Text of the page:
Being in Brussels for 3 weeks before we left for Brazil was such a blast.  We have 2 communities we are so close to- The Serve the City/Well crew and the International Baptist Church/Primetime crew.  There is a "home group" down the street from the STC offices that is full of friends.  Every time we are together, it is a blessing and encouragement.  While there the past couple weeks, this group decided to take a collection for us and send us out in prayer!  This was so special for us, and especially me because as many of you know, Brussels has been such a dear place for me for many years.  So to have a community here show this kind of love was just awesome.  

With the Primetime crew after a 20k race

Money continued to come in from various churches, friends, and family members back home until Donald and I did some math again and realized, we're going to Brazil! You guys are all such a blessing to us- from the bottom of our hearts, Thank you.

Rio- We did not take this picture :)

So what do you think guys?? How much can we see God move while in Brazil for three weeks?  How will He speak to people's hearts from around the country to have them unite in the their cities under the banner of the love demonstrated by His Son, Jesus? What could He do?!  We're excited to find out! Let us all prayerfully seek Him together on behalf of the people in São Paulo, São José, Rio de Janiero, and Santos, Brazil!

We have been in Brazil now for 3 days.  We got off the plane jet lagged on Saturday night and met our hosts while we're in São Paulo. Sunday morning we woke up to an experience that set the stage for the rest of our trip...

Continued in our Brazil blog! Coming in 3 weeks!

Financial Update:

As you've read, we are very grateful for our partners in ministry back home and abroad. So blessed! We are looking at the final countdown once we get back to Brussels for our journey. Here are our needs financially for our final leg of this adventure:

Getting home: $2000
Transportation and expenses in Brussels: $400
Christian Associates Conference (from February): $800
$3200 is our final need during this trip and to return home. Thank you all once again for your sacrifice and prayer.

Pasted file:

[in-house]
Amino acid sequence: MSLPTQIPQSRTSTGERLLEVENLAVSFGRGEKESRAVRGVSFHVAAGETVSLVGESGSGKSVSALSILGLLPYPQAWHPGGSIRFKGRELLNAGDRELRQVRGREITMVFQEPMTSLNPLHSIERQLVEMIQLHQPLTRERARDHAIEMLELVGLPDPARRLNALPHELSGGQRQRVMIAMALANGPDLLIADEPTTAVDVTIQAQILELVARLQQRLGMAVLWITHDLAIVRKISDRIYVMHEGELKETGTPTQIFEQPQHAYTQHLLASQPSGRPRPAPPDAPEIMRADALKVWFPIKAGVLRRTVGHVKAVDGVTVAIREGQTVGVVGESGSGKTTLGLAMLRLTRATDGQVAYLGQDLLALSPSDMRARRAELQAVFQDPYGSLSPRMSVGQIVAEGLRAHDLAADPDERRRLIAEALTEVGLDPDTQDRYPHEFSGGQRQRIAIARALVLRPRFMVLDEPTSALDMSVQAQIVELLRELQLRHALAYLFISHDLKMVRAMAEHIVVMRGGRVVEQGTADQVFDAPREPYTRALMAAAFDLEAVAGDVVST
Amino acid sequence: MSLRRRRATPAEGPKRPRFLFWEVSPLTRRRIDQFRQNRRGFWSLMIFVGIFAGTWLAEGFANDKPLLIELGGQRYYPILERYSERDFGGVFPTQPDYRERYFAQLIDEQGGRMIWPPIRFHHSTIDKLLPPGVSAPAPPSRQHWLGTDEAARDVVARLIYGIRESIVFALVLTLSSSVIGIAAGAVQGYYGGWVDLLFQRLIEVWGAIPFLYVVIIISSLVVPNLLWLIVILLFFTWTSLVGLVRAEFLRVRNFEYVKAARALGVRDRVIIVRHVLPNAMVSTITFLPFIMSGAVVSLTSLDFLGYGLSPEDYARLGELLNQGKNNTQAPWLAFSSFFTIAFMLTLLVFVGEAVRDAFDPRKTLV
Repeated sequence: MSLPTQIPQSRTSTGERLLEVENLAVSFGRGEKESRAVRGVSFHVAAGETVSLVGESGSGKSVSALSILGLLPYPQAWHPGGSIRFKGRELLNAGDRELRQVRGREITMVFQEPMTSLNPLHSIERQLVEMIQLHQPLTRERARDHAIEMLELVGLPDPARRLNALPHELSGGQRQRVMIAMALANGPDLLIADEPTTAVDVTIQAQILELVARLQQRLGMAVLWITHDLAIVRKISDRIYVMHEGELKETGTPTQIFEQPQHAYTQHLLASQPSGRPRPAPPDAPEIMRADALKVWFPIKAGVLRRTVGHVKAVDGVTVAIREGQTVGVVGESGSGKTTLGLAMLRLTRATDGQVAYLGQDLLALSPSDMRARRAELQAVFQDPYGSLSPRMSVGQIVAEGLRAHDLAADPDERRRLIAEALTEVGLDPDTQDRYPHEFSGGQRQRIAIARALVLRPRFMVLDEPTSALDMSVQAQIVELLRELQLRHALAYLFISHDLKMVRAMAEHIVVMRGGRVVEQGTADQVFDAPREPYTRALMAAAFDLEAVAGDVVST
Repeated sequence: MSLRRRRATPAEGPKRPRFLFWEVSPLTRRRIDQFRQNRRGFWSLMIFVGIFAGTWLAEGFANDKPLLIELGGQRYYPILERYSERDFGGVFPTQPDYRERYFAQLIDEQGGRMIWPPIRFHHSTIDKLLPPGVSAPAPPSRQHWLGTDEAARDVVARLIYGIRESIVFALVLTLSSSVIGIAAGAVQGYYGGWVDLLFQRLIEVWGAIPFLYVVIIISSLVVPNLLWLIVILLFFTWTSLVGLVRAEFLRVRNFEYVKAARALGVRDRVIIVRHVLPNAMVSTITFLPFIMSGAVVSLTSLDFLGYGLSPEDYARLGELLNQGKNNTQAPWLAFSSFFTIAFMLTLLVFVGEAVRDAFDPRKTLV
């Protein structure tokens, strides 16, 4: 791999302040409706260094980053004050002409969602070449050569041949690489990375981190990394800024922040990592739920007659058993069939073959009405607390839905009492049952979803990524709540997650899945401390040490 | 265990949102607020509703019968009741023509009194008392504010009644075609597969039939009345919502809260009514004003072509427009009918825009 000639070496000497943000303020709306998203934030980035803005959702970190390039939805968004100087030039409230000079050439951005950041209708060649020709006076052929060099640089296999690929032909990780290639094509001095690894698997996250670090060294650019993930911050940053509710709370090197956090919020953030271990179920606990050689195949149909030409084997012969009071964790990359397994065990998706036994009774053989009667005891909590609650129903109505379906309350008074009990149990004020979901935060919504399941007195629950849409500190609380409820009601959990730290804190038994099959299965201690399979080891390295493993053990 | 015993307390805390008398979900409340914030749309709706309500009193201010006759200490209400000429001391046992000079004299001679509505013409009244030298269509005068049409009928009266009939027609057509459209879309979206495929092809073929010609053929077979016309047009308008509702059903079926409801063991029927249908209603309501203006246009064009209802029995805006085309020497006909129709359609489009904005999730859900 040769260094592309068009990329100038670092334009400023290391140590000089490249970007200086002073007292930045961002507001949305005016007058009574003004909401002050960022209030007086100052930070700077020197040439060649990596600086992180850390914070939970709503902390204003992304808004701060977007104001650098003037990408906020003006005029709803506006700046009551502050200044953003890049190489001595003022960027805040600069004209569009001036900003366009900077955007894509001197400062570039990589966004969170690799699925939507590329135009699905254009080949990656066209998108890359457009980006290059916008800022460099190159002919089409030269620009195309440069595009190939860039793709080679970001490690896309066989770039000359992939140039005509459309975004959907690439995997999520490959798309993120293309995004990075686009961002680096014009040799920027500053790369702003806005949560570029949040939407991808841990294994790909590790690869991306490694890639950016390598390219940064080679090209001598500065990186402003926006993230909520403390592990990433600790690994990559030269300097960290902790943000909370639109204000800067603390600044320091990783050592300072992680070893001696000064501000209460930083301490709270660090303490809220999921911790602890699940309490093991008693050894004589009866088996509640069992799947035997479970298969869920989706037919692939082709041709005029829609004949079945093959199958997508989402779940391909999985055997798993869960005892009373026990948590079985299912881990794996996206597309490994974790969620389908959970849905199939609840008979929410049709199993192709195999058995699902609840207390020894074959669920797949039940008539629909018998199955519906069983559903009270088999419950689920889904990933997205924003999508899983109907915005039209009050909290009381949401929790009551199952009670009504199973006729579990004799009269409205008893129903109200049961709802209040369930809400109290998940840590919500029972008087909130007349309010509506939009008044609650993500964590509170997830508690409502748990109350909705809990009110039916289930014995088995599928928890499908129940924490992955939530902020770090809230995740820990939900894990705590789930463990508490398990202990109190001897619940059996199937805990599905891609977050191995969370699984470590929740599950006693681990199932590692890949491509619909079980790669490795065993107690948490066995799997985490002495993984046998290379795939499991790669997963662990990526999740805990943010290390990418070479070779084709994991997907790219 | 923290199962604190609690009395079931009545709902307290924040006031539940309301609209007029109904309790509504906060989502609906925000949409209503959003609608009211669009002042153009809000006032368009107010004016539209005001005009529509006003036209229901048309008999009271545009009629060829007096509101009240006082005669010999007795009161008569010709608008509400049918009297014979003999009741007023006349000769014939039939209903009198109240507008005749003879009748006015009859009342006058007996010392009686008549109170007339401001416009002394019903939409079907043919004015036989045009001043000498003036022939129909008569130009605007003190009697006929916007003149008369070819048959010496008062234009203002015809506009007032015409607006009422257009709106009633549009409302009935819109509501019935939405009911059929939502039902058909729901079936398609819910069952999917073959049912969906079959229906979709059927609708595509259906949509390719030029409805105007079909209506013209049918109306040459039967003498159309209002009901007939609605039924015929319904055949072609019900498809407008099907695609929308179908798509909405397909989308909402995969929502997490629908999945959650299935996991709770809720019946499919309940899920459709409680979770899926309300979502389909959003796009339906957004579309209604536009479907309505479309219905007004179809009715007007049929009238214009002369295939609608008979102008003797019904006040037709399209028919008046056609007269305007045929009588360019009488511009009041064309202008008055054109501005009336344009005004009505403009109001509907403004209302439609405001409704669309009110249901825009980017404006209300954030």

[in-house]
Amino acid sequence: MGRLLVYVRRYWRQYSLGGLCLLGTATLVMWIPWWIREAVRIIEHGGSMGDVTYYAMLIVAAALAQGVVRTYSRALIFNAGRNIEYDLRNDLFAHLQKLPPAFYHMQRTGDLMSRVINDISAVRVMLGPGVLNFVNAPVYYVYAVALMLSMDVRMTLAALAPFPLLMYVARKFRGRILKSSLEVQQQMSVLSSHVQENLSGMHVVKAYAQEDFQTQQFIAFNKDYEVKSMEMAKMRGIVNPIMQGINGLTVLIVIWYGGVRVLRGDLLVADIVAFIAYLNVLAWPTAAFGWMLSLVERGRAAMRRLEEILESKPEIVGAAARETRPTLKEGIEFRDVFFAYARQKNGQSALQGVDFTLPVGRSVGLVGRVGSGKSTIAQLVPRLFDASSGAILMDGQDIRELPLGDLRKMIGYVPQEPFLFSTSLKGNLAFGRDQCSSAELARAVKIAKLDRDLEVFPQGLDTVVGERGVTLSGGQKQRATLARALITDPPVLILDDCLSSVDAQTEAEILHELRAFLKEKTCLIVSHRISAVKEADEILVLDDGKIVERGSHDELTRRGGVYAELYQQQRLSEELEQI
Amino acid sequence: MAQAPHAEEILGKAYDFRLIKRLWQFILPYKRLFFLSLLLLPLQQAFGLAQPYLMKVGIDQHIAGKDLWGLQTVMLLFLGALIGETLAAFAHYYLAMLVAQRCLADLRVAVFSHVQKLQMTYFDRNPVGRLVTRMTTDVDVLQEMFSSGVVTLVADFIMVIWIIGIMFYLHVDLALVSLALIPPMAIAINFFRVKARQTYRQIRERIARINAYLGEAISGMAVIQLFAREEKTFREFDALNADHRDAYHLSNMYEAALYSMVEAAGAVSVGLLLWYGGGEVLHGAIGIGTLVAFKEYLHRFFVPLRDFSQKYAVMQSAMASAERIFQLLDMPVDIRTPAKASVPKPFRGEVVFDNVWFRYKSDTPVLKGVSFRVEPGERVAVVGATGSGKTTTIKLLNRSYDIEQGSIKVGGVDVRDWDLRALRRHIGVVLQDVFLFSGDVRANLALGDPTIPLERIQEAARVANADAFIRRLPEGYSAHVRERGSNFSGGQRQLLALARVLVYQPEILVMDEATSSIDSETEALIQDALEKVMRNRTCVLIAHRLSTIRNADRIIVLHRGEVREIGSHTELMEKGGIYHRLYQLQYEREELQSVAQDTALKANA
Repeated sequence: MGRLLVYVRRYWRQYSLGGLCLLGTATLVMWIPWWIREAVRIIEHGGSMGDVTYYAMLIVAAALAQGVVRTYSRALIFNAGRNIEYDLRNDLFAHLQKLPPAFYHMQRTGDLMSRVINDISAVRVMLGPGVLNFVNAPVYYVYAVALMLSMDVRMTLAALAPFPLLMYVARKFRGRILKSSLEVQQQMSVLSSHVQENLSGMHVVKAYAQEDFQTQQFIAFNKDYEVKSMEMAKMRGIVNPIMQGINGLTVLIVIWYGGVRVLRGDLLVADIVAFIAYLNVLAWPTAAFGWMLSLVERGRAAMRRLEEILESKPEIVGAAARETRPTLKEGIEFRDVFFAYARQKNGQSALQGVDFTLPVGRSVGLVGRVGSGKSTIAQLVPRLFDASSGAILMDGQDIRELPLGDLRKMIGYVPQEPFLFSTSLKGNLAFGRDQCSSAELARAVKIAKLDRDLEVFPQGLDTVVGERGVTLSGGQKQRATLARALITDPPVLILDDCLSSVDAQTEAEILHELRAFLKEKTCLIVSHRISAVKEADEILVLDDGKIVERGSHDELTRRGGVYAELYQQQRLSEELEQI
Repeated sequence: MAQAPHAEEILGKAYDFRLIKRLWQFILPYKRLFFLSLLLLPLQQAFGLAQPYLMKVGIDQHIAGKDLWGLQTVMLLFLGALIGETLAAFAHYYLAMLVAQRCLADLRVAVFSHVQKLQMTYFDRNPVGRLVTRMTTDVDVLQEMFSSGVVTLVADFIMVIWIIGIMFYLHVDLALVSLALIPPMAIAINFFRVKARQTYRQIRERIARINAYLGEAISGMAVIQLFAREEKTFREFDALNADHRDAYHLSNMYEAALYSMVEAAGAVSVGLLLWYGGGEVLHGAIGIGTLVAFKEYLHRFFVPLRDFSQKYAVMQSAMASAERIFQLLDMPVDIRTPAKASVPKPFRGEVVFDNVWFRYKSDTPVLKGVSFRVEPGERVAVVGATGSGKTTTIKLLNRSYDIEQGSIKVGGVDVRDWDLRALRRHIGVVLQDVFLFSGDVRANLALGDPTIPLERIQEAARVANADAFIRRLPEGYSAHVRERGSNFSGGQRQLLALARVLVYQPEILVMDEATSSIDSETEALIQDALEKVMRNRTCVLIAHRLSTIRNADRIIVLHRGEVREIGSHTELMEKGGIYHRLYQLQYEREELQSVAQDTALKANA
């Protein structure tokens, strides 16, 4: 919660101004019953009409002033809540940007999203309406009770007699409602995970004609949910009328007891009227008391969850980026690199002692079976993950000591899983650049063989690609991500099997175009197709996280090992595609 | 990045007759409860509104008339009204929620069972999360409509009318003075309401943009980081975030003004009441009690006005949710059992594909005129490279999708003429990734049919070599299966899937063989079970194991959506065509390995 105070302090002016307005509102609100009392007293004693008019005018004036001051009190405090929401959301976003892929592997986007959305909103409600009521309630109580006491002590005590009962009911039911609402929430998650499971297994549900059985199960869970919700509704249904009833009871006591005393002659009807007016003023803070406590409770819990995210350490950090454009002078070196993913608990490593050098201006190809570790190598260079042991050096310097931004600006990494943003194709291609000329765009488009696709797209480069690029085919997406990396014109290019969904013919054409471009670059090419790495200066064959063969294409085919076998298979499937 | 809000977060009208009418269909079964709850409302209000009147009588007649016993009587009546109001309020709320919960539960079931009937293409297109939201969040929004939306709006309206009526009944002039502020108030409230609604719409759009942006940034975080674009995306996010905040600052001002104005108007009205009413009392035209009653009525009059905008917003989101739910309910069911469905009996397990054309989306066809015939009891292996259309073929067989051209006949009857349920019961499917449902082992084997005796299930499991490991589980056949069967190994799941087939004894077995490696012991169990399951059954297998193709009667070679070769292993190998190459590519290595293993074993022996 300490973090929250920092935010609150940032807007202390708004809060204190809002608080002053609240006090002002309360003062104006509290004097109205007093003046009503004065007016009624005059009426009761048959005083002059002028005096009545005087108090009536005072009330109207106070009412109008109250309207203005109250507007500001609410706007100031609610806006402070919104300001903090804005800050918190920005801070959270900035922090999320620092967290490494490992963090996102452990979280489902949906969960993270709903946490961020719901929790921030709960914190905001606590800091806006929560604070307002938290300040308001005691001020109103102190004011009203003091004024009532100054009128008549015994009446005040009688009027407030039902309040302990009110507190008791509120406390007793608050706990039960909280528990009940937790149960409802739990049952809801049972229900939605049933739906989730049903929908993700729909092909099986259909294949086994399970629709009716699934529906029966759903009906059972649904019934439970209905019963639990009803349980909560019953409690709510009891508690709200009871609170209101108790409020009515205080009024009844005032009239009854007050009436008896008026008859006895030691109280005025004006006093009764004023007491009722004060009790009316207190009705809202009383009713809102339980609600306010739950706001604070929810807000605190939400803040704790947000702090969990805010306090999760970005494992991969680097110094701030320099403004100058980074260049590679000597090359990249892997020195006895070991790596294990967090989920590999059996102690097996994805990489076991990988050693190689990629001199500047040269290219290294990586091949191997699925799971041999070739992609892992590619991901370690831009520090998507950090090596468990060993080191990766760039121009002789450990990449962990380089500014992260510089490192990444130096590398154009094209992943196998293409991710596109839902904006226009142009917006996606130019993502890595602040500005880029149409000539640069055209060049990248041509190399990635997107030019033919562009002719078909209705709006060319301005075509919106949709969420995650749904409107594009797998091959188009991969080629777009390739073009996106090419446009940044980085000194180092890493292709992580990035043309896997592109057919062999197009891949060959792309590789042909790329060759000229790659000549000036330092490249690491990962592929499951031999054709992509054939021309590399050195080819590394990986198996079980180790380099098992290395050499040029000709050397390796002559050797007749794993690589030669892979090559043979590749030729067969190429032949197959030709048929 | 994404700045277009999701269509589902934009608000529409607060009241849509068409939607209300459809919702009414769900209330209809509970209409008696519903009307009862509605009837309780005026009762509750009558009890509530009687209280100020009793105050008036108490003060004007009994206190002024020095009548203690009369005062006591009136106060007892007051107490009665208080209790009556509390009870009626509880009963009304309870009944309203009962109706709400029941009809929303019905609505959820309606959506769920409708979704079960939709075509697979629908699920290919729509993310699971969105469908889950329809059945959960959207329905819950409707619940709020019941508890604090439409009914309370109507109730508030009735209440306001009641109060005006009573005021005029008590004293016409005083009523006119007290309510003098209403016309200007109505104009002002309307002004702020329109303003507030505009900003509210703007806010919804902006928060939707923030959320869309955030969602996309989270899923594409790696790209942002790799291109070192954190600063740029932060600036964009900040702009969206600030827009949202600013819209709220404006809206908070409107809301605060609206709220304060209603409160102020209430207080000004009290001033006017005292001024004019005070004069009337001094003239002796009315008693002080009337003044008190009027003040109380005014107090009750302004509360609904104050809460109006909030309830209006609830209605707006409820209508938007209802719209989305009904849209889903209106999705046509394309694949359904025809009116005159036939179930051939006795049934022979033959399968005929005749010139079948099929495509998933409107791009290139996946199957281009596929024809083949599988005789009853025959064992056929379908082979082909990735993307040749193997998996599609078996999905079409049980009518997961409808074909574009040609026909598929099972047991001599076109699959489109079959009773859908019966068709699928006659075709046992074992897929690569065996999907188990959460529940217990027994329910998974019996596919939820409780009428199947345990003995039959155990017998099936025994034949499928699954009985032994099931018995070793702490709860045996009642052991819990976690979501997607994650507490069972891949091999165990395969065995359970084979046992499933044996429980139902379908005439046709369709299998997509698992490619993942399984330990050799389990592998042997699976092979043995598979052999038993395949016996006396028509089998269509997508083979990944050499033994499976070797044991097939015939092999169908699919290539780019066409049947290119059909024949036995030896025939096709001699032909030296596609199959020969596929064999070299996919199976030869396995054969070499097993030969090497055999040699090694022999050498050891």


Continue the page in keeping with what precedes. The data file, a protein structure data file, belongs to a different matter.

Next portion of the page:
Til next time!

Jerry and Donald

Monday, May 19, 2014

The Adventures of Jerry and Donald: Two Weeks in Burkina Faso

Have you ever come in from the cold and stood directly in front of a blasting heater so you could quickly warm up? You know, when you have those stiff hands you can hardly feel so you throw those jokers right in front a nice fire or a heater on high? That was sort of the feeling we got when we stepped off of the air-conditioned plane into the heart of Burkina Faso. Although, the feeling you’re thinking of is usually sensational, this was more of a shocking, confusing; ”here we go” type of feeling. At first the heat hit so hard I thought I must be standing next to an engine or something. Nope, we were just experiencing the end of a day that had reached 112 degrees F! From Brussels, Belgium to Ougadougou, Burkina Faso it didn’t take long to realize we had just traveled to an entirely different land. You hear that Burkina Faso is poor, but then you see it with your own eyes; you touch things, you taste things. You’re told not to travel there in late April because of how hot it is, then, you actually feel that heat and it becomes evident why. Jerry and I embraced all that was before us though, and the excitement that had been building for this trip for so long was finally going to be put to use; we were in Burkina Faso, Africa!
Richard Holt, a leader in the Global Hope Network, arrived to meet us at the airport. We had been Skyping Richard since last year to plan for this trip, and it was great to finally meet him in person! He brought us to the place we were staying to meet the rest of the team that we would be working with for our first week there.  There was The Talented Talitha AKA Tx3 AKA T-lite, a Ph.D in nutrition from Australia. Then, Florette AKA “Flow,” Amandine the Great, Florient, the most diligent photographer alive, and Thierry, the man of all men from France. There was also a local gentleman named Augustine who works with Campus Crusade for Christ in Ougadougou and has been partnering with Global Hope in Burkina. He was with us on this trip to serve the entire time. I present to you, “The B-Team.”

Confusion Prevention

In an attempt to prevent confusion, I am going to lay out what our plan for this trip was. The entire trip was set to be two weeks. We would arrive late Friday night. Saturday, Jerry and I would lead a presentation of Serve the City to local leaders. Sunday we would attend a local church and rest, then Monday we would head to a village in Burkina Faso for the remainder of the week to work with Global Hope in transformational community development. When we arrived back from the village we would get in touch or be reached out to by people that heard the vision of Serve the City the previous weekend. We would have meetings with individuals to hear their heart and passions and their interest in serving. Our goal then for the remaining week was to build a core group of leaders who could come together in unity to begin a movement of serving across their city by discussing major needs, possible solutions, and next steps in building momentum around these solutions. We wanted to gather these leaders, facilitate discussions, and help activate a movement of serving.

And So It Begins